Training, doubt and procrastination (again)

Yesterday I was thinking about a recruitment ad I saw for freelance English teachers at a language school and noticed they mentioned requiring a TEFL certificate. So I decided to look into how to obtain one and found a course in London which looks really interesting. It's a 1 month course and with the pound so low, works out quite cheap compared to other similar courses.

I'm thinking: if I can get a job giving trainings in English via one of the language schools in Brussels - a subject I obviously have an advantage in, it being my mother tongue - I can build up experience in training and move on to give other subjects that interest me maybe a bit more (the "personal development" subjects, like conflict management, assertive communication, etc).

So I took the plunge and sent off an application for the course. There's a 30 minute phone interview and if I'm accepted, hopefully I can get on the course that starts in March!!

Which also means I get to live in London for a month! I've got quite a few friends living there and one of them has already offered me a place to stay during the course, and I'm frankly quite excited about the whole idea :)

Bart on the other hand was a bit sceptical and put quite a damper on the whole project last night, saying he didn't see why I was taking a course in something that wasn't what I wanted to give trainings in initially. I don't know if he was being really short-sighted or acting like that because he's afraid of me going off for a month, but it made me second-guess myself for a moment and I hate that. It reminded me so much of my father, always destroying all my projects and making me feel inept and incapable of deciding anything for myself.

I also realised that it was no wonder I had such a hard time deciding what I wanted in life, after living for so long with someone who always decided everything for me and made sure I never got to choose my own path.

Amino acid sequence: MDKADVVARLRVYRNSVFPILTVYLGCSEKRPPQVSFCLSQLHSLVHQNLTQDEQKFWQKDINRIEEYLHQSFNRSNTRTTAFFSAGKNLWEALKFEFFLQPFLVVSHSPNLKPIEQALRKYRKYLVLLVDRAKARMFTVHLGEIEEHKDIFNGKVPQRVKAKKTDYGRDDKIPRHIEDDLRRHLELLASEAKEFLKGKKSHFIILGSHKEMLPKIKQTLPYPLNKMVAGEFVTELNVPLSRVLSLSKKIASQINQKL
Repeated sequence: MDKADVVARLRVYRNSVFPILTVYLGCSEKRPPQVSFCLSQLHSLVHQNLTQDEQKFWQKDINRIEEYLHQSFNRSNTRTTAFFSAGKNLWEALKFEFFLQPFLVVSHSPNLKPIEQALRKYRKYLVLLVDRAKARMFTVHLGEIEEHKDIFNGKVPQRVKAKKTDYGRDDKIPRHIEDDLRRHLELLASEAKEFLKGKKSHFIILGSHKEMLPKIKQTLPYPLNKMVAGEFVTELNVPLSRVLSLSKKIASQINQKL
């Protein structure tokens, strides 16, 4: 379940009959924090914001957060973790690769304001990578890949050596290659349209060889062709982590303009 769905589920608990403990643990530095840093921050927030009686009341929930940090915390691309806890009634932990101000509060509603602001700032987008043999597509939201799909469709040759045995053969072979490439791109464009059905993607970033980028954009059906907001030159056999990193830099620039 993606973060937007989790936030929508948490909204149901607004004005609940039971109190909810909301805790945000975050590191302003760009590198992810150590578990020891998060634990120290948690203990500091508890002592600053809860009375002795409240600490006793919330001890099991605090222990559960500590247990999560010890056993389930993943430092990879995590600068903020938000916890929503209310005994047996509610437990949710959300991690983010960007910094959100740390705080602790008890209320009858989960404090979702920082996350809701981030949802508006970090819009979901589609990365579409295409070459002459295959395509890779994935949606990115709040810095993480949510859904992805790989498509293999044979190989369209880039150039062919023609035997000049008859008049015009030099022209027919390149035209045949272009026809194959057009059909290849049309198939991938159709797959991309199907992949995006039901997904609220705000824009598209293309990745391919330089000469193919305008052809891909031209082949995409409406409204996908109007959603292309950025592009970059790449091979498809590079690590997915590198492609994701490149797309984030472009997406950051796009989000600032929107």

I actually found an interesting article on the website of Psychology Today, linking my father's attitude with my current tendency to procrastinate. It says: "Procrastinators are made not born. Procrastination is (...) one response to an authoritarian parenting style. Having a harsh, controlling father keeps children from developing the ability to regulate themselves, from internalizing their own intentions and then learning to act on them. Procrastination can even be a form of rebellion, one of the few forms available under such circumstances."

Anyway, I explained all this to Bart and I think we've sorted it out. Now to hear back from the school and see if I can get accepted... and we'll take it from there.


boredeasily said...

That sounds tres cool! If I'm still in London by then we should meet for a coffee and a walk in Hyde Park :)

I'm with you on the procrastination a result of my procrastination during the week I'm now sat in the office playing catchup!

You seem to be surfing many great brainwaves at the moment - enjoy! :) Sounds like you're having your own little private springtime in your mind :)

Sara said...

I would love to meet up with you in London! Keep in touch and we'll arrange it closer to the time :)

Haha, I am indeed having a very productive and insightful week - working part-time has apparently multiplied my brain capacity by 100 :D

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